Ilm Din’s execution occurred on 31st October 1929. When asked if he had any last requests, he simply requested that he be allowed to pray two rak’at (units) nafl (voluntary) prayer, thus following the example of Khubaib (RA) who also prayed 2 rak’ats nafl before the pagan Quraish executed him.
As the noose was put around the neck of Ilm Din, he repeated before the huge crowd:
“O people! Bear witness that I killed Rajpal to defend our last Prophet Muhammed S.A.W, and today they are going to hang me. I am sacrificing my life whilst reciting the kalimah (shahadah – testimony of faith).”
The young man was killed and the authorities buried him without any Janazah (funeral) prayer being offered for him. Mass demonstrations broke out and there the tension between the Hindu and Muslim communities was palpable. The inhabitants of Lahore wanted Ilm Din’s body returned in order to give him an Islamic janaza (funeral). Two celebrated activists — Dr. Muhammed Allama Iqbal and Mian Abdul Aziz — campaigned to have the body of Ilm Din returned to Lahore for the Janaza prayer. The British were worried that this would incite unrest. Only after Allama Iqbal gave his assurance to the British that no riots would erupt, was permission given.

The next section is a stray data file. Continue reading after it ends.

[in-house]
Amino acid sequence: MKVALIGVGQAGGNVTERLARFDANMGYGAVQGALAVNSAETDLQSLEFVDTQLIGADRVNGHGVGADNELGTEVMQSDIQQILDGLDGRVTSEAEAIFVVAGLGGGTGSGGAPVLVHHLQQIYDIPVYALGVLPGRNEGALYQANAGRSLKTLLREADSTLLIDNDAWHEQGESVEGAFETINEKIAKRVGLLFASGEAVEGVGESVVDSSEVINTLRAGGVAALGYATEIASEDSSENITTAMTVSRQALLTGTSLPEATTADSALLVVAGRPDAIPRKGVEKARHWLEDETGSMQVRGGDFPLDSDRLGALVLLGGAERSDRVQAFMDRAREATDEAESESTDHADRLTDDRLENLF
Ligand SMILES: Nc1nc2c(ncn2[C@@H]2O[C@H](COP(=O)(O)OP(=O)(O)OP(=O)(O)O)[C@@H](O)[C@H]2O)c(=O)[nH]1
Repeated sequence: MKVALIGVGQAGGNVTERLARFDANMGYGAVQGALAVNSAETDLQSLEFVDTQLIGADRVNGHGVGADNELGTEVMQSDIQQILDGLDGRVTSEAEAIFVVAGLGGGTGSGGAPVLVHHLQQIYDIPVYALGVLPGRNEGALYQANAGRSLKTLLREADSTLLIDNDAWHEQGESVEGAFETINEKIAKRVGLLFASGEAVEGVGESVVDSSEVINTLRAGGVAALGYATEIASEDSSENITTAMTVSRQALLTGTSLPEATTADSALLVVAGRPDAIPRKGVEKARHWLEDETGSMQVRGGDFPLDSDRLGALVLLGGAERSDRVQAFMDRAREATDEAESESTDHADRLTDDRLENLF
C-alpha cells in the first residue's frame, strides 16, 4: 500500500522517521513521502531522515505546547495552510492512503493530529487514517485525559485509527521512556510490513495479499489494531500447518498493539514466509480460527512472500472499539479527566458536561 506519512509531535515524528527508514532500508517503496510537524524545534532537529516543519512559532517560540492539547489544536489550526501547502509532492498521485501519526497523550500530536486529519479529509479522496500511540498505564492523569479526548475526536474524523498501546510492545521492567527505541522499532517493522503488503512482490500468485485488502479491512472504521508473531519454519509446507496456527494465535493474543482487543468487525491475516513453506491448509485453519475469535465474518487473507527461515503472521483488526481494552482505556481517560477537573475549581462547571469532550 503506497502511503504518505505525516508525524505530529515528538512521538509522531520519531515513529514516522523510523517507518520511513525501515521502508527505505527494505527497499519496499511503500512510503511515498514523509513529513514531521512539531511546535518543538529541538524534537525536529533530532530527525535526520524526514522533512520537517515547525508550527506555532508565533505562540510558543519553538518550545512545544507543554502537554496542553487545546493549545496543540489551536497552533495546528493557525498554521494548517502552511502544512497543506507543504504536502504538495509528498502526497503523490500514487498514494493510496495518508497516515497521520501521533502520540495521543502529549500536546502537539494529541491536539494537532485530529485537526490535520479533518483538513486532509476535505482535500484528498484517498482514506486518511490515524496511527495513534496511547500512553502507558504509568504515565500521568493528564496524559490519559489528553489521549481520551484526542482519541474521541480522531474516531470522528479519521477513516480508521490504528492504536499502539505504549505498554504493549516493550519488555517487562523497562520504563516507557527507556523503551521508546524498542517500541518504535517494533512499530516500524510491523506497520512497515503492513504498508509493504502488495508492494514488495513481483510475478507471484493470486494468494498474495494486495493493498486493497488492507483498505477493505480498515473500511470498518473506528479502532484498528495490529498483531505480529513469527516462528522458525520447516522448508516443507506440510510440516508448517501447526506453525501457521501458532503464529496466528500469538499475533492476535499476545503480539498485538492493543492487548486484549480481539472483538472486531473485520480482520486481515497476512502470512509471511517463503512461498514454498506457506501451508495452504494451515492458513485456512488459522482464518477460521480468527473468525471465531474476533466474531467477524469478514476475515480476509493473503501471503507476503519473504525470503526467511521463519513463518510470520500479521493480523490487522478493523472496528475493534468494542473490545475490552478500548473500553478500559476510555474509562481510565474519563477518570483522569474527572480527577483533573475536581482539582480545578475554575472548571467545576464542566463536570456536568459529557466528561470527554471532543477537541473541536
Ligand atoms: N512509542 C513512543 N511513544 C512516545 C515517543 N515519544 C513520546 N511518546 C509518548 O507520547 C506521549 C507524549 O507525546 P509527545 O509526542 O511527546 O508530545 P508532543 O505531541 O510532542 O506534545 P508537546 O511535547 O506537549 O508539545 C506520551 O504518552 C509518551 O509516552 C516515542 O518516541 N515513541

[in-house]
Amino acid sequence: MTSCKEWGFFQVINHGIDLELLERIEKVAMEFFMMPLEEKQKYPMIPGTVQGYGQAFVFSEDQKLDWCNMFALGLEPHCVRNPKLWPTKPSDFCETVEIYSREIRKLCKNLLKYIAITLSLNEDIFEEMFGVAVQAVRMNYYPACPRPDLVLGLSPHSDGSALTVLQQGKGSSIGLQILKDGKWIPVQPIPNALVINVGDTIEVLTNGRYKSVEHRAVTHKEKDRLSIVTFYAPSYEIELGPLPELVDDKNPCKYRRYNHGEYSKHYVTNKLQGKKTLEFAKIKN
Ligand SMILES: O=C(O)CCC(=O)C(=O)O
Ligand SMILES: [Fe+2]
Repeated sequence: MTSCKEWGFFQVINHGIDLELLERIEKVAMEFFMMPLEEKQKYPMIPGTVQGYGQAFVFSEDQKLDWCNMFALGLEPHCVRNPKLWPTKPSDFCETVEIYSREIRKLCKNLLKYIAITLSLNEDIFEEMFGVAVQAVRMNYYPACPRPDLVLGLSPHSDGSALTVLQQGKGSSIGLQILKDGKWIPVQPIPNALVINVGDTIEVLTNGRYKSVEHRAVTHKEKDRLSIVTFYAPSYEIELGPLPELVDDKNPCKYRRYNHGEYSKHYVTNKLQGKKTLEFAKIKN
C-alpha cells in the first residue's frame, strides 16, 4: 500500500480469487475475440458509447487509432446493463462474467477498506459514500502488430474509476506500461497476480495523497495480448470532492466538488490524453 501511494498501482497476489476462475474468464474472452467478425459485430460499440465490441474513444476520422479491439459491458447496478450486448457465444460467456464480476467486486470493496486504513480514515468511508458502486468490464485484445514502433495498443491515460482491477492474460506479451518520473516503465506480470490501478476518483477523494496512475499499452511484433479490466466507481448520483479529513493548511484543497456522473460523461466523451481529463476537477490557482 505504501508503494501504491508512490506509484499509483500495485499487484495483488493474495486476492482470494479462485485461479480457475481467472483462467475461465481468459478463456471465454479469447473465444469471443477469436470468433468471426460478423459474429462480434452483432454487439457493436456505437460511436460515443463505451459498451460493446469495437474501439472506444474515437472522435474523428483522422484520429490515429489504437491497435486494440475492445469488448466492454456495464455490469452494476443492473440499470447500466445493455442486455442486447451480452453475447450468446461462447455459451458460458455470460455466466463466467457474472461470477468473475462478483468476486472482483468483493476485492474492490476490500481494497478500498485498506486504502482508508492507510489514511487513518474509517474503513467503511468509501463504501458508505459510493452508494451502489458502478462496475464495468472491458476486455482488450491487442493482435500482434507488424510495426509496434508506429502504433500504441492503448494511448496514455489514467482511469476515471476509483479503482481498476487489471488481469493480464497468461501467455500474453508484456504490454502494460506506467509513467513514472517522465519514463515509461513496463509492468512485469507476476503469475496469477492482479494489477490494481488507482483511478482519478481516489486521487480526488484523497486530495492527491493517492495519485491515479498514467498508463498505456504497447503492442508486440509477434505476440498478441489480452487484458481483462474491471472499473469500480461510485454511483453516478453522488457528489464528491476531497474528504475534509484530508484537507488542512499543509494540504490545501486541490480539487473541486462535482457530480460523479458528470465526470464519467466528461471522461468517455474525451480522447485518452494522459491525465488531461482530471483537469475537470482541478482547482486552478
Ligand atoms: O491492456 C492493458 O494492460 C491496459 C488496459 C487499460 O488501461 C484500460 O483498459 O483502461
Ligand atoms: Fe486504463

When the body of Ilm Din was exhumed from its grave, it was found to be the intact without any change whatsoever. The kaffan (shroud) had not changed its colour. This occurred on 14th November 1929 — a full 15 days after the hanging. After a two-day journey, the body arrived in Lahore. Muslims from the whole city and millions from adjoining areas attended his funeral. Ilmuddin’s father requested Allama Muhammad Iqbal to lead the funeral prayer and this shivered Dr. Allama Iqbal who replied that I am a sinful person not competent to do this job to lead the funeral of such a matchless warrior. 200,000 Muslims attended the funeral prayer which led by the Imam of masjid Wazeer Khan, Imam Muhammed Shamsuddeen. Mawlana Zafar Ali Khan said ahead of the burial: “Alas! If only if I had managed to attain such a blessed status!”